Monday, May 14, 2018

More Employees Fewer Contractors

A lot of people have been considered contractors instead of employees on sets and stages (and shops and offices too), and now that is changing, maybe. This could impact non-union acting, many crew positions in production and post, live promo work and even rideshare driving. The line between employee and contractor has moved:

In order to make the line clearer, the California Supreme Court just adopted a very expansive definition of employee in a recent case, Dynamex Operations West, Inc. v. Superior Court. Under this new test, a worker is considered to be an independent contractor only if all three of the following factors are present:
(A) The worker must be free from the control and direction of the payor in connection with the performance of the work, both under the contract and in fact;
(B) The worker must perform work that is outside the usual course of the payor's business; and
(C) The worker must be customarily engaged in an independently established trade, occupation, or business of the same nature as the work performed by the worker for the payor.
Applying this test, the court held that truck drivers were employees of the company they worked for. This new test casts a wide net that will result in many "independent contractors" in the entertainment industry being reclassified as employees. In particular, the second factor listed above could be used to argue that almost everyone in the entertainment industry is an employee.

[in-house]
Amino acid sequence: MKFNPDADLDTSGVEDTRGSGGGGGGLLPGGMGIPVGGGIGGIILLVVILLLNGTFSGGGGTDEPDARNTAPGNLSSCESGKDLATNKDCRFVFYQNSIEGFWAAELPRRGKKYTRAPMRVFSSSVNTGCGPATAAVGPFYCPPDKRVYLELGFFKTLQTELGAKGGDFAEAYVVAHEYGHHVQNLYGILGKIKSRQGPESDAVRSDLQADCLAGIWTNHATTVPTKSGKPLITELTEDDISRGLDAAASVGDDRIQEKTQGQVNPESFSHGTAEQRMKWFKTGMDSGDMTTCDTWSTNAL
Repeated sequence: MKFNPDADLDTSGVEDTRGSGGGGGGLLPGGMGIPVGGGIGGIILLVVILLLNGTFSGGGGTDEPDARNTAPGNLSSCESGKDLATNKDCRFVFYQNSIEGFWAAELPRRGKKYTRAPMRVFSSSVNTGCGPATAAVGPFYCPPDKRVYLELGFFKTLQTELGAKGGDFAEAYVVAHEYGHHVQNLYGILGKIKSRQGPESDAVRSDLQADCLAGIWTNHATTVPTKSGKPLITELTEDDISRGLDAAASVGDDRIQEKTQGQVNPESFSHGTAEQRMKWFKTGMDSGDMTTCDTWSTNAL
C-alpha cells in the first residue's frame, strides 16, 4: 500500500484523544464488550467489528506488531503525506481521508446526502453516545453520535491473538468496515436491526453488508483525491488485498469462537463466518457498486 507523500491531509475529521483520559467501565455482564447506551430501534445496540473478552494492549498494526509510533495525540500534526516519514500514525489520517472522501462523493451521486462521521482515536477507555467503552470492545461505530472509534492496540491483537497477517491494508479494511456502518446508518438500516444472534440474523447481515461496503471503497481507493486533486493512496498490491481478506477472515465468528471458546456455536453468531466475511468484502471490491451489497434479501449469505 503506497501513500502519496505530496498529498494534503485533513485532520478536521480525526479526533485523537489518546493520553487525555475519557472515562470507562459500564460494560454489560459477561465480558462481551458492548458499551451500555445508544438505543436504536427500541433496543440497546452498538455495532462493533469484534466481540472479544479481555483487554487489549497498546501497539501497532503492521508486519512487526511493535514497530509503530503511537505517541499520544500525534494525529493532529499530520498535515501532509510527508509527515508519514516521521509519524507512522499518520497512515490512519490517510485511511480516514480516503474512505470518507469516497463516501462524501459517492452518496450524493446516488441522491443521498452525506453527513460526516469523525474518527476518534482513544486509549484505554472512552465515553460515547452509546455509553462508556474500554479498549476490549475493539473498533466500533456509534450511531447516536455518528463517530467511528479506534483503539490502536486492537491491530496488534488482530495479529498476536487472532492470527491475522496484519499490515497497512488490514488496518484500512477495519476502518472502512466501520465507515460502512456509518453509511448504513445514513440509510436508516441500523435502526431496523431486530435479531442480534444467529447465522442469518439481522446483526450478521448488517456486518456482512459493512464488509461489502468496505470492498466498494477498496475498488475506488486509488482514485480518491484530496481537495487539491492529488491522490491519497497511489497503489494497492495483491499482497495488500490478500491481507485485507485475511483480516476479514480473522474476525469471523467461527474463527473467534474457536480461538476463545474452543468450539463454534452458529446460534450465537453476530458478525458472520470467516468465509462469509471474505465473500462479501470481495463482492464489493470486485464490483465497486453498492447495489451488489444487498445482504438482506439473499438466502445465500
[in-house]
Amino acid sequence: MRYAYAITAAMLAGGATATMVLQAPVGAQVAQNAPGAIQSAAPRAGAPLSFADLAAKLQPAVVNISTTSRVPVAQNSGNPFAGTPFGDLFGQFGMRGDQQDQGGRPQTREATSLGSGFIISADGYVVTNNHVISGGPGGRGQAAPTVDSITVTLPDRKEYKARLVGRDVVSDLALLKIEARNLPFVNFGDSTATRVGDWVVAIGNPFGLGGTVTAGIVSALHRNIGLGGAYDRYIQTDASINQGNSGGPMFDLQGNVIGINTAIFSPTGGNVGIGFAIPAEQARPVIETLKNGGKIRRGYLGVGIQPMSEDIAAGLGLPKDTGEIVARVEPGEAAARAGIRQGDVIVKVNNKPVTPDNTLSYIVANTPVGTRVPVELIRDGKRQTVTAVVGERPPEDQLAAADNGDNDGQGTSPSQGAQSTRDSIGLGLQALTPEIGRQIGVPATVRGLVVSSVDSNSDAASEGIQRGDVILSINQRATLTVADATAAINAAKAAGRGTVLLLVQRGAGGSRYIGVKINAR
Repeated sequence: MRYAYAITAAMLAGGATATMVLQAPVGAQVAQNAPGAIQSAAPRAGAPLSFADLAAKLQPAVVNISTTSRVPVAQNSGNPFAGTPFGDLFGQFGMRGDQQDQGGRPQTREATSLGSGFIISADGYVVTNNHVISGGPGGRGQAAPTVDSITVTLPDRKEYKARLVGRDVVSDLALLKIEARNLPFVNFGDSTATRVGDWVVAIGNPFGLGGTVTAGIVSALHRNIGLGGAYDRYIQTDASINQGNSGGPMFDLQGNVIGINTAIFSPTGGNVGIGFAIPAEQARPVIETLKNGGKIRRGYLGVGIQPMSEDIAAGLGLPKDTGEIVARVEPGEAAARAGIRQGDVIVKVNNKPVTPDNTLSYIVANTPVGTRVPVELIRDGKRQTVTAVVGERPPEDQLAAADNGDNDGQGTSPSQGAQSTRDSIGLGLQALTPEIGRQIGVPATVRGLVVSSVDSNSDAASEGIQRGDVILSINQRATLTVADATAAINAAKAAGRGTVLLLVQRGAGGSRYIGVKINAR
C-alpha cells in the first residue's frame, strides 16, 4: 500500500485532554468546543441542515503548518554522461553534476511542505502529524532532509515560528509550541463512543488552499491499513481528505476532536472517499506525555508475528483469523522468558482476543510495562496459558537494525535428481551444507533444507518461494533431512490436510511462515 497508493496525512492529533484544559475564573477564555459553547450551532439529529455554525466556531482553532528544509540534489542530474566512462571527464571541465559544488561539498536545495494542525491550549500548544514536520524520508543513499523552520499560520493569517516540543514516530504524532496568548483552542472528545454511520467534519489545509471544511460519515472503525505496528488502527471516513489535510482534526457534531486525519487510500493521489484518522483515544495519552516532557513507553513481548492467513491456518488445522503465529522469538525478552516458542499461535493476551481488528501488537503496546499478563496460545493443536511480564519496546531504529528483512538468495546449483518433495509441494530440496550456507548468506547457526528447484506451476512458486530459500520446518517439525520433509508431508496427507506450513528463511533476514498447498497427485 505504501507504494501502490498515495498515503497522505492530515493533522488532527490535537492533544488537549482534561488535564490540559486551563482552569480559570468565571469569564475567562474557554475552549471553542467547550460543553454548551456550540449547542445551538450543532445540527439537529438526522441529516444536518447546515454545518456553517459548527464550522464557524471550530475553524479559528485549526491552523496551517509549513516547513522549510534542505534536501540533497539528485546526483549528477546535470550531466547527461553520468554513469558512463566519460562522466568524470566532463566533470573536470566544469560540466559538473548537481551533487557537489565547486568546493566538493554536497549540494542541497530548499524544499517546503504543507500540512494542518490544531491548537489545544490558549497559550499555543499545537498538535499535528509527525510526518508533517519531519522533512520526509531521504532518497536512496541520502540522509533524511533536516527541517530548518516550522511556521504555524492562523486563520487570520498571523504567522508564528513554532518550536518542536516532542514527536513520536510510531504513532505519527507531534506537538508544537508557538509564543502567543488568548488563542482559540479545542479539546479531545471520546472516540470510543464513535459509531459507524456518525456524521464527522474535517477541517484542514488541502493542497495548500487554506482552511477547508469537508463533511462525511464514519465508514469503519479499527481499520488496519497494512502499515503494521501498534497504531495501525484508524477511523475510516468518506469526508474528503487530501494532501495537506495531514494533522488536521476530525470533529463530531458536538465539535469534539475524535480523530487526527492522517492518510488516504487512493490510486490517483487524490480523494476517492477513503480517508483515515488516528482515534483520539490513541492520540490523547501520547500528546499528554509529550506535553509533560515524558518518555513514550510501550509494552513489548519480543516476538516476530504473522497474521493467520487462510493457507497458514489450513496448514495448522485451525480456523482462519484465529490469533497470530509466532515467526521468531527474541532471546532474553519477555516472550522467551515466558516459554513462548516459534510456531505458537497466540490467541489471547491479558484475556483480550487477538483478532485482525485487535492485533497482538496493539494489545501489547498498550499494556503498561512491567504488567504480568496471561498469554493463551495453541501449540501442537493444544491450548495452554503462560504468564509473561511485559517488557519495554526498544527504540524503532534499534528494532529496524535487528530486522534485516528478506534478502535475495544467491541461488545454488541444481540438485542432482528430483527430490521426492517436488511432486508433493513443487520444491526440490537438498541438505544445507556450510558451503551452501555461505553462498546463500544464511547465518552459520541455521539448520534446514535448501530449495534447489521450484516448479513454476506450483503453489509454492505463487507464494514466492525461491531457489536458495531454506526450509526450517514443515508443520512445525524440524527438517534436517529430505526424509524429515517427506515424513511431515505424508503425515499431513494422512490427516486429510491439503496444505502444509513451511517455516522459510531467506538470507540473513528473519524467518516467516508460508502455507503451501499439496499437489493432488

(from Dynamex: A New Test for Employee Status, emphasis in original; thanks to James McMann for putting me onto the article). The fallout remains to be seen fully, but may be transforming how employment is across the industry. It could mean more workers compensation coverage (good in case someone gets hurt), and the rights of an employee to get paid in full and on time (the law tends to make it harder not to pay an employee than it does to not pay a contractor).

If you're an actor-producer, it has always made sense to use a payroll company to handle paying your cast and crew. Now it may make more sense than ever. I can get into why in another post perhaps.

I am optimistic this could be a good thing, for everyone, even for employers. Employers sometimes forget that treating people well is the easiest way to significantly, immediately and fundamentally improve the work itself, while it also avoids expensive things like fines, back taxes and jail time too. Yes, misclassifying employees as independent contractors can actually land an employer in jail.

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this posted by David August at 8:01 AM - 0 comments - links to this post